Normal differentiation and induced reprogramming require the activation of target cell programs and silencing of donor cell programs. In reprogramming, the same factors are often used to reprogram many different donor cell types. As most developmental repressors, such as RE1-silencing transcription factor (REST) and Groucho (also known as TLE), are considered lineage-specific repressors, it remains unclear how identical combinations of transcription factors can silence so many different donor programs. Distinct lineage repressors would have to be induced in different donor cell types. Here, by studying the reprogramming of mouse fibroblasts to neurons, we found that the pan neuron-specific transcription factor Myt1-like (Myt1l) exerts its pro-neuronal function by direct repression of many different somatic lineage programs except the neuronal program. The repressive function of Myt1l is mediated via recruitment of a complex containing Sin3b by binding to a previously uncharacterized N-terminal domain. In agreement with its repressive function, the genomic binding sites of Myt1l are similar in neurons and fibroblasts and are preferentially in an open chromatin configuration. The Notch signalling pathway is repressed by Myt1l through silencing of several members, including Hes1. Acute knockdown of Myt1l in the developing mouse brain mimicked a Notch gain-of-function phenotype, suggesting that Myt1l allows newborn neurons to escape Notch activation during normal development. Depletion of Myt1l in primary postmitotic neurons de-repressed non-neuronal programs and impaired neuronal gene expression and function, indicating that many somatic lineage programs are actively and persistently repressed by Myt1l to maintain neuronal identity. It is now tempting to speculate that similar 'many-but-one' lineage repressors exist for other cell fates; such repressors, in combination with lineage-specific activators, would be prime candidates for use in reprogramming additional cell types.
View details for DOI 10.1038/nature21722
View details for Web of Science ID 000398897900040
View details for PubMedID 28379941
Partial Reprogramming of Pluripotent Stem Cell-Derived Cardiomyocytes into Neurons
Direct reprogramming of somatic cells has been demonstrated, however, it is unknown whether electrophysiologically-active somatic cells derived from separate germ layers can be interconverted. We demonstrate that partial direct reprogramming of mesoderm-derived cardiomyocytes into neurons is feasible, generating cells exhibiting structural and electrophysiological properties of both cardiomyocytes and neurons. Human and mouse pluripotent stem cell-derived CMs (PSC-CMs) were transduced with the neurogenic transcription factors Brn2, Ascl1, Myt1l and NeuroD. We found that CMs adopted neuronal morphologies as early as day 3 post-transduction while still retaining a CM gene expression profile. At week 1 post-transduction, we found that reprogrammed CMs expressed neuronal markers such as Tuj1, Map2, and NCAM. At week 3 post-transduction, mature neuronal markers such as vGlut and synapsin were observed. With single-cell qPCR, we temporally examined CM gene expression and observed increased expression of neuronal markers Dcx, Map2, and Tubb3. Patch-clamp analysis confirmed the neuron-like electrophysiological profile of reprogrammed CMs. This study demonstrates that PSC-CMs are amenable to partial neuronal conversion, yielding a population of cells exhibiting features of both neurons and CMs.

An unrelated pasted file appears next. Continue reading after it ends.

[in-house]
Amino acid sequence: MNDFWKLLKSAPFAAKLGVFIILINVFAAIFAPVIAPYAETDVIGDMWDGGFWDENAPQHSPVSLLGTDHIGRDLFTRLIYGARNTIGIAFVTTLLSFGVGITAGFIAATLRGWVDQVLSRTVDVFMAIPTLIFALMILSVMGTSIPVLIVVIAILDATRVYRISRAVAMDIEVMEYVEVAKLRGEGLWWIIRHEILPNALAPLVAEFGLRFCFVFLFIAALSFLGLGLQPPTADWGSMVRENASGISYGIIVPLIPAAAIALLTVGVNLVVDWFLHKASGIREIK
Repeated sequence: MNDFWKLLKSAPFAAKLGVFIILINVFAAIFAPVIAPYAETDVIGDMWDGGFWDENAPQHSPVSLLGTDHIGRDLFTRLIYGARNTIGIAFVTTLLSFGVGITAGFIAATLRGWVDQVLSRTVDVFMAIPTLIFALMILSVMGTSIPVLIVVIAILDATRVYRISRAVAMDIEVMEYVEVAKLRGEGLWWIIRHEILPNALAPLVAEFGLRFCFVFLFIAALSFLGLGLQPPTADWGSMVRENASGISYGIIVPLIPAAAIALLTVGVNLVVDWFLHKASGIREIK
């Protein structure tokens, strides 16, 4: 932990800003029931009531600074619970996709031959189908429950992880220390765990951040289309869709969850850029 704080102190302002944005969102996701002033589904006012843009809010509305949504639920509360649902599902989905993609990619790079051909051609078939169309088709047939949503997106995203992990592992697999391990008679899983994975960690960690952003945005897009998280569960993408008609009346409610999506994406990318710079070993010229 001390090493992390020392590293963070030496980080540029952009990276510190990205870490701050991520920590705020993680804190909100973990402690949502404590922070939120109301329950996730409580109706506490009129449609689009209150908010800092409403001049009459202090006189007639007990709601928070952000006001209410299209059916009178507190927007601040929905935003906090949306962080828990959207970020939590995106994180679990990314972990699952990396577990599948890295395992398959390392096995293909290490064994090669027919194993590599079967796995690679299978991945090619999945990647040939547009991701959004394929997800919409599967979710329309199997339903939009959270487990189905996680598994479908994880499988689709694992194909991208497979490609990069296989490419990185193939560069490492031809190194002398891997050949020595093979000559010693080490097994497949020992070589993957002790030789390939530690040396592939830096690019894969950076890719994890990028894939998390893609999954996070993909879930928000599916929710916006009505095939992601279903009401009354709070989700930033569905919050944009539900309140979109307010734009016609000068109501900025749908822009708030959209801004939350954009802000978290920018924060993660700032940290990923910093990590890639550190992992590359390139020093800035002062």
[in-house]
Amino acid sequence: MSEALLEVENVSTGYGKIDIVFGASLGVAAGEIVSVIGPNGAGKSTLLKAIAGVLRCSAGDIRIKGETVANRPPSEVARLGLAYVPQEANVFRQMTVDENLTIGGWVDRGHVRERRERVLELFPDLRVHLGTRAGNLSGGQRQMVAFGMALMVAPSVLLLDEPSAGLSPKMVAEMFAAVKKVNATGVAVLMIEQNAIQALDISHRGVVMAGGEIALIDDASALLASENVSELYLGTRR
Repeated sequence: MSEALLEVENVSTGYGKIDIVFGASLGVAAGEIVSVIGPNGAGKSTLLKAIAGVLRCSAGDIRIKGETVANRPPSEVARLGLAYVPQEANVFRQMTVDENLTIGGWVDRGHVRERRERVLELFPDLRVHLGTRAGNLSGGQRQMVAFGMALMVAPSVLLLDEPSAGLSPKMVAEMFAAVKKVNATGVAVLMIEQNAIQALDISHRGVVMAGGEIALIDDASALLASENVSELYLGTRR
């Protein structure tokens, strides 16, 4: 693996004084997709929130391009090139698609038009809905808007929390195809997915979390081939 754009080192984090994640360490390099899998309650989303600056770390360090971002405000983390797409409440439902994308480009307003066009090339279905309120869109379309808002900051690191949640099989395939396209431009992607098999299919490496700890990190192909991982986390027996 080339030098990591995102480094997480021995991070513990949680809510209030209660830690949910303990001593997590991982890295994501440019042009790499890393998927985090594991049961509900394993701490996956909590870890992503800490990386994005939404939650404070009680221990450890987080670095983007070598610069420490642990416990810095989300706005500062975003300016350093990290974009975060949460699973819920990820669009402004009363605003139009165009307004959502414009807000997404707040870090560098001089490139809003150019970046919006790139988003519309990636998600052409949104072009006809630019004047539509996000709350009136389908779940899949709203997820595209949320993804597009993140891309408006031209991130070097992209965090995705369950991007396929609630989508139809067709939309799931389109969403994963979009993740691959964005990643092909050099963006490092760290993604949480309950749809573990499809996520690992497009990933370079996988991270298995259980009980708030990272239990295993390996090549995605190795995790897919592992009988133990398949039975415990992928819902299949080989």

View details for DOI 10.1038/srep44840
View details for Web of Science ID 000396983300001
View details for PubMedID 28327614
View details for PubMedCentralID PMC5361100
Human AML-iPSCs Reacquire Leukemic Properties after Differentiation and Model Clonal Variation of Disease.
Cell stem cell
2017; 20 (3): 329-344 e7
Understanding the relative contributions of genetic and epigenetic abnormalities to acute myeloid leukemia (AML) should assist integrated design of targeted therapies. In this study, we generated induced pluripotent stem cells (iPSCs) from AML patient samples harboring MLL rearrangements and found that they retained leukemic mutations but reset leukemic DNA methylation/gene expression patterns. AML-iPSCs lacked leukemic potential, but when differentiated into hematopoietic cells, they reacquired the ability to give rise to leukemia in vivo and reestablished leukemic DNA methylation/gene expression patterns, including an aberrant MLL signature. Epigenetic reprogramming was therefore not sufficient to eliminate leukemic behavior. This approach also allowed us to study the properties of distinct AML subclones, including differential drug susceptibilities of KRAS mutant and wild-type cells, and predict relapse based on increased cytarabine resistance of a KRAS wild-type subclone. Overall, our findings illustrate the value of AML-iPSCs for investigating the mechanistic basis and clonal properties of human AML.
View details for DOI 10.1016/j.stem.2016.11.018
View details for PubMedID 28089908